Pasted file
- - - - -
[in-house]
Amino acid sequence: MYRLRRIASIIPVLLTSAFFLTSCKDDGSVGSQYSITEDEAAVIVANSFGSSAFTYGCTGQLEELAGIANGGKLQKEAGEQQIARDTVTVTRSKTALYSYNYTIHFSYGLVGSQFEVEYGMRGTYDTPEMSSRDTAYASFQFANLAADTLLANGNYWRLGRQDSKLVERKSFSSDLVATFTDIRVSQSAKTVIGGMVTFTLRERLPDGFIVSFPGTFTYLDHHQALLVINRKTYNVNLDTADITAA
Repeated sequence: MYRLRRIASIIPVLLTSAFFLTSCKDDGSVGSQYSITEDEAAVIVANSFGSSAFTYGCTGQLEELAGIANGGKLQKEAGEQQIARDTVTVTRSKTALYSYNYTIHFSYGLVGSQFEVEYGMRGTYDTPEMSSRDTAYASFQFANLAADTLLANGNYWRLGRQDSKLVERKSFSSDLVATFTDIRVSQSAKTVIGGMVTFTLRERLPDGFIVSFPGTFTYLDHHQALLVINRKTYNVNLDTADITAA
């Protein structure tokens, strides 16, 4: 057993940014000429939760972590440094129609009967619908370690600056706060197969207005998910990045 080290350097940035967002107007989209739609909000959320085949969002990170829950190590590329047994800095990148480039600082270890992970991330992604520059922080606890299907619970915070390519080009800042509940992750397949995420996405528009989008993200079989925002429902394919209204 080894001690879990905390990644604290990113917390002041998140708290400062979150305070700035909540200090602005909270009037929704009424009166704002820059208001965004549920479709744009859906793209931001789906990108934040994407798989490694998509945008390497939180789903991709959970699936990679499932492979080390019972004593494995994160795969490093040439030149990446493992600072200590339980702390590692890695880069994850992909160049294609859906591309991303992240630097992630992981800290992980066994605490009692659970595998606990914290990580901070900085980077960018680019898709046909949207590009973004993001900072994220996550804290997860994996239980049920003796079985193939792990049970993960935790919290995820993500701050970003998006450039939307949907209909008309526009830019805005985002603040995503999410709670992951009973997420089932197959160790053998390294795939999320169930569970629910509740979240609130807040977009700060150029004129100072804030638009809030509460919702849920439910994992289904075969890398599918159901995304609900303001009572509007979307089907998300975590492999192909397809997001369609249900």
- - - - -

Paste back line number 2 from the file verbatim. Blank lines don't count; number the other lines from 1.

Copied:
Amino acid sequence: MYRLRRIASIIPVLLTSAFFLTSCKDDGSVGSQYSITEDEAAVIVANSFGSSAFTYGCTGQLEELAGIANGGKLQKEAGEQQIARDTVTVTRSKTALYSYNYTIHFSYGLVGSQFEVEYGMRGTYDTPEMSSRDTAYASFQFANLAADTLLANGNYWRLGRQDSKLVERKSFSSDLVATFTDIRVSQSAKTVIGGMVTFTLRERLPDGFIVSFPGTFTYLDHHQALLVINRKTYNVNLDTADITAA